by Maria Korolov

How Salesforce finds and upskills AI talent

Jul 30, 20217 mins

The talent gap is the No. 1 impediment to AI success.'s multipronged approach can provide IT leaders with a playbook for finding and upskilling talent where they may not have thought to look.

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Credit: 4x-image / Getty Images

Skills related to artificial intelligence, machine learning, and data science remain in high demand, with companies scrambling to fill key roles in their pursuit of deep data insights to drive decision-making and to make the most of the promise of AI.

For those companies where AI is the key to the future, the skills shortage is of particular concern. CRM SaaS provider Salesforce definitely falls into that category. The company’s Einstein platform is one of the most common ways enterprises deploy AI tools, as for most companies, AI built into platforms they already use is a key means for leveraging this emerging technology.

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According to IBM’s global AI adoption data, the single biggest barrier to AI adoption is a lack of skills, even as 43% of companies say they’re accelerating their rollout of AI as a result of the pandemic. For Salesforce, which this past year hit an earnings records, with growth of 24% to $21 billion in total sales, in some part thanks to its AI-powered Einstein platform, getting creative in pursuing AI and data science talent has been essential.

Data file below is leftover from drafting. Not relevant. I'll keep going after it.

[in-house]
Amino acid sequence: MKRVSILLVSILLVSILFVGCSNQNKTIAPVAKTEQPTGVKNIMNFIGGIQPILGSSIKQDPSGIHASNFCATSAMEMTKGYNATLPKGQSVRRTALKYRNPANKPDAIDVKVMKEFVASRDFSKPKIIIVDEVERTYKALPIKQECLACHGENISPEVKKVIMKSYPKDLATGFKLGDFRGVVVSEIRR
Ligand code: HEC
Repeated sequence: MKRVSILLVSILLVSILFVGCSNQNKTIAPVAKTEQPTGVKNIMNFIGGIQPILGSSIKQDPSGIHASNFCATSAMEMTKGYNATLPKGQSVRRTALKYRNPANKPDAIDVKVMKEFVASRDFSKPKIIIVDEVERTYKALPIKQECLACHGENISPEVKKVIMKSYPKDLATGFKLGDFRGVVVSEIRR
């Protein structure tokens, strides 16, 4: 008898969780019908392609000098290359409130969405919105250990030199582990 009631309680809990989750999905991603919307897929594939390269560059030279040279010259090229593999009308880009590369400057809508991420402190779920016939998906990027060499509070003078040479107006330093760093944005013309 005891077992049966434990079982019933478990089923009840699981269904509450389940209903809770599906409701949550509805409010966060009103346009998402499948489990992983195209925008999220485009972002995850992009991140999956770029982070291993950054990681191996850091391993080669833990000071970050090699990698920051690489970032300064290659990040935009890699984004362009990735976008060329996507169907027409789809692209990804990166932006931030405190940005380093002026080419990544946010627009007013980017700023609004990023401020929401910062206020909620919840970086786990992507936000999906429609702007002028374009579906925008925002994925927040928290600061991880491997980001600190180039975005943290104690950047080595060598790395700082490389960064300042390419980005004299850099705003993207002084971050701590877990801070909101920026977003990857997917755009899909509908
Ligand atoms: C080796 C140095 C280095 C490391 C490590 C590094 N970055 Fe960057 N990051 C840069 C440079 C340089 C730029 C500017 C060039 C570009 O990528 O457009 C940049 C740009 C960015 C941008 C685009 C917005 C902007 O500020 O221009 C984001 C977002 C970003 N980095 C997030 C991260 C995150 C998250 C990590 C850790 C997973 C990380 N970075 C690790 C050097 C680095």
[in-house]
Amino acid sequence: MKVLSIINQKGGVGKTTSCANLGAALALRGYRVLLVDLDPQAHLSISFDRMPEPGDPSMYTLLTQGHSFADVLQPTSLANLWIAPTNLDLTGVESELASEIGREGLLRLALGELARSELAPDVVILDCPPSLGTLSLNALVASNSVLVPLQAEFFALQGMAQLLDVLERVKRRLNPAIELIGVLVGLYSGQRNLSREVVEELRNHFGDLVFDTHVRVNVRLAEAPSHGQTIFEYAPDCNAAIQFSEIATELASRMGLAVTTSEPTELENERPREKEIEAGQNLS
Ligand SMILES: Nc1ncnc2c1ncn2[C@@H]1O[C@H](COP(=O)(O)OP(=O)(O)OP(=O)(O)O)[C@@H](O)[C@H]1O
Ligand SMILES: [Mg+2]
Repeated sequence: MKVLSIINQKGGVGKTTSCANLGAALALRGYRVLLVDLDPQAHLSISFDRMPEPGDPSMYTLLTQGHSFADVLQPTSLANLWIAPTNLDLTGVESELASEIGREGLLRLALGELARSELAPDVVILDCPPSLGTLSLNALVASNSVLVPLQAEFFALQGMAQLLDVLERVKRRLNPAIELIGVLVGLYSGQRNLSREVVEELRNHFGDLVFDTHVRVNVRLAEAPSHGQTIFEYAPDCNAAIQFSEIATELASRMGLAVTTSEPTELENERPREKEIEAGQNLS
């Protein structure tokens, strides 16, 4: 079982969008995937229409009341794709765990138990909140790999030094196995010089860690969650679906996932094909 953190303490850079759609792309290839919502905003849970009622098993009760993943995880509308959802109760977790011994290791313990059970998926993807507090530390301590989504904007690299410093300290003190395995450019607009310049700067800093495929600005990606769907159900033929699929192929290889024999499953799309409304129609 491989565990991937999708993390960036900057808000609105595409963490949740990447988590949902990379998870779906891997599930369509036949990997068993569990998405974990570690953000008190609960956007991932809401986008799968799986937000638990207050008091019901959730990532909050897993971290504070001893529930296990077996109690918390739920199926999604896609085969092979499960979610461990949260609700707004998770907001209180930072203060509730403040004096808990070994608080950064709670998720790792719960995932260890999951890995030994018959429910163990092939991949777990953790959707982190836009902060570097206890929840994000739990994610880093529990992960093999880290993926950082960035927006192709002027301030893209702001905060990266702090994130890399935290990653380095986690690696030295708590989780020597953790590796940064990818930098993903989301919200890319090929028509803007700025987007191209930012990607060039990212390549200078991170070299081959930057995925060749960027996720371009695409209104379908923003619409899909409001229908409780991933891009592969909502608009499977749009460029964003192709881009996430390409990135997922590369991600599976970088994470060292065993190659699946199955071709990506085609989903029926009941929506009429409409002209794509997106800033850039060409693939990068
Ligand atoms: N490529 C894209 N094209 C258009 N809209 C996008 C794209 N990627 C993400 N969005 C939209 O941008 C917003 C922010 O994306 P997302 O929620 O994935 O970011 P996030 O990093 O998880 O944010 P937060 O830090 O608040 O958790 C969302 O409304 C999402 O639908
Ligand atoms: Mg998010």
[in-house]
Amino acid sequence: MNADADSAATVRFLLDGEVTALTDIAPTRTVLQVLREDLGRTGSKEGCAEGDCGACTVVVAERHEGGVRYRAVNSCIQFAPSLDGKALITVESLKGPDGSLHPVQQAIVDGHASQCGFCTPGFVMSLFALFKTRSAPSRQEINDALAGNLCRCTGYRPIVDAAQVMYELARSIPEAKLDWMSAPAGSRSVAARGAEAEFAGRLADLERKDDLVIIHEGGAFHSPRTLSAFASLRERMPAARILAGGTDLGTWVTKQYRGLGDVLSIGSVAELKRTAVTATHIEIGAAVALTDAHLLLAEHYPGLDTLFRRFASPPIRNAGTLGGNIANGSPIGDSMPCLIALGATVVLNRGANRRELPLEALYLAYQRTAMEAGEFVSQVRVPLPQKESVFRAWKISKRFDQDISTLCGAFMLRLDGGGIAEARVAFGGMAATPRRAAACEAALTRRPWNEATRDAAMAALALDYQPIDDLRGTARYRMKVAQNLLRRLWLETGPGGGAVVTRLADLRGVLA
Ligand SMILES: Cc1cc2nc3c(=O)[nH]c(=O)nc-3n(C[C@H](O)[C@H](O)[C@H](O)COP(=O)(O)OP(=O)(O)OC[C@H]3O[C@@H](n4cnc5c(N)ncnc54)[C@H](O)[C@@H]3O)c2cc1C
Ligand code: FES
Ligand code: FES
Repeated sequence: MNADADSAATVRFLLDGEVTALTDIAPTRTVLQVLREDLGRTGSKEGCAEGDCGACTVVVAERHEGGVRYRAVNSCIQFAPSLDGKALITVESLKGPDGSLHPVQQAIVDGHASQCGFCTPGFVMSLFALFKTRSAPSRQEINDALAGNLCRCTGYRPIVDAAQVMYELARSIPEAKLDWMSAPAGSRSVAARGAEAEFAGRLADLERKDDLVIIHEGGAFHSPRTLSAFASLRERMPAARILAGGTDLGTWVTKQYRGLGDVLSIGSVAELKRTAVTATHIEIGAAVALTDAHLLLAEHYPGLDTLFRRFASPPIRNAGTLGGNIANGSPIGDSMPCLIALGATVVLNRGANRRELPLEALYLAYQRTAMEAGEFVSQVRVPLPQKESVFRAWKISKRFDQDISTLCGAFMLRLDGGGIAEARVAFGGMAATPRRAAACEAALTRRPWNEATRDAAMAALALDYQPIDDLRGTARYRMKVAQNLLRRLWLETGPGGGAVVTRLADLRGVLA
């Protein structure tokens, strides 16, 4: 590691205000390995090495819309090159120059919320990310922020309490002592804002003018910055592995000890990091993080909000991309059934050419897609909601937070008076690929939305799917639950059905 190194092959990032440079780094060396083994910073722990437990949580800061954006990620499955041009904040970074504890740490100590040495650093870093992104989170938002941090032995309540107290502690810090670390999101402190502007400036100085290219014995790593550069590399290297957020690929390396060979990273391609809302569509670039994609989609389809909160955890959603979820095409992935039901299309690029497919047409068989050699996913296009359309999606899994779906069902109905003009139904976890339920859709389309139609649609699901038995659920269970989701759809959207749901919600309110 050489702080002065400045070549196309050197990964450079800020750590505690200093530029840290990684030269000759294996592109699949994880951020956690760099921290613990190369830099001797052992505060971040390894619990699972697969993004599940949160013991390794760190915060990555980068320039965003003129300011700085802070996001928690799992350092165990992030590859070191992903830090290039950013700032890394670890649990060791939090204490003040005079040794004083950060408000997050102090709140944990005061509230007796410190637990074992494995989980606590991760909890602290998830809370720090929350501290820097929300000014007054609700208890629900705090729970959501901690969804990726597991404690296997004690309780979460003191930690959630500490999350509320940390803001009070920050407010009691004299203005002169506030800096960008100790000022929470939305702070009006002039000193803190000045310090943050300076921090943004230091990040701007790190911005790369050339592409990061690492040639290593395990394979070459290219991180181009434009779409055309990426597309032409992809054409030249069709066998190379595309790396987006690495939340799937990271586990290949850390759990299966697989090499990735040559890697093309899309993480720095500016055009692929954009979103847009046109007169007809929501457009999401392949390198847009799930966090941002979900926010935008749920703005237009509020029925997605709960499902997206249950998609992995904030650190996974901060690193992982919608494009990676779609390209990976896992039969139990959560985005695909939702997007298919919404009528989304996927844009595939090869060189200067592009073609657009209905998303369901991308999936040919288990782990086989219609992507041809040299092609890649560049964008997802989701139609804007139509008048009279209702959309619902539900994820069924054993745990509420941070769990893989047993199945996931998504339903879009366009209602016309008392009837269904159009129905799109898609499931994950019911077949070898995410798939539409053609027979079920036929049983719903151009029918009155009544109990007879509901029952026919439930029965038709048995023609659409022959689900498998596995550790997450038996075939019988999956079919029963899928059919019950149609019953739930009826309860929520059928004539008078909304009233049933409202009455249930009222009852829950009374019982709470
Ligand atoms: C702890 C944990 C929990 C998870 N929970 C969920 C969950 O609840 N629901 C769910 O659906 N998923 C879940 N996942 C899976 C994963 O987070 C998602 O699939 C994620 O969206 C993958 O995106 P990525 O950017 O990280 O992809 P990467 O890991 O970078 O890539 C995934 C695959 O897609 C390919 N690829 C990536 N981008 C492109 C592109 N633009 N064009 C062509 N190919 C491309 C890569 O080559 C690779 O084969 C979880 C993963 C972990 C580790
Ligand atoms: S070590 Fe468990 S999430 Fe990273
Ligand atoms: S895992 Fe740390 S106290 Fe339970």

Einstein predictions went up from 1 billion a day in 2019 to 80 billion a day as of this past November, a feat that would not have been possible without a multiprong approach to finding and upskilling talent, says Marco Casalaina, senior vice president of product management and general manager of Einstein at Salesforce, one that includes tapping a range of talent pools beyond blue-chip universities.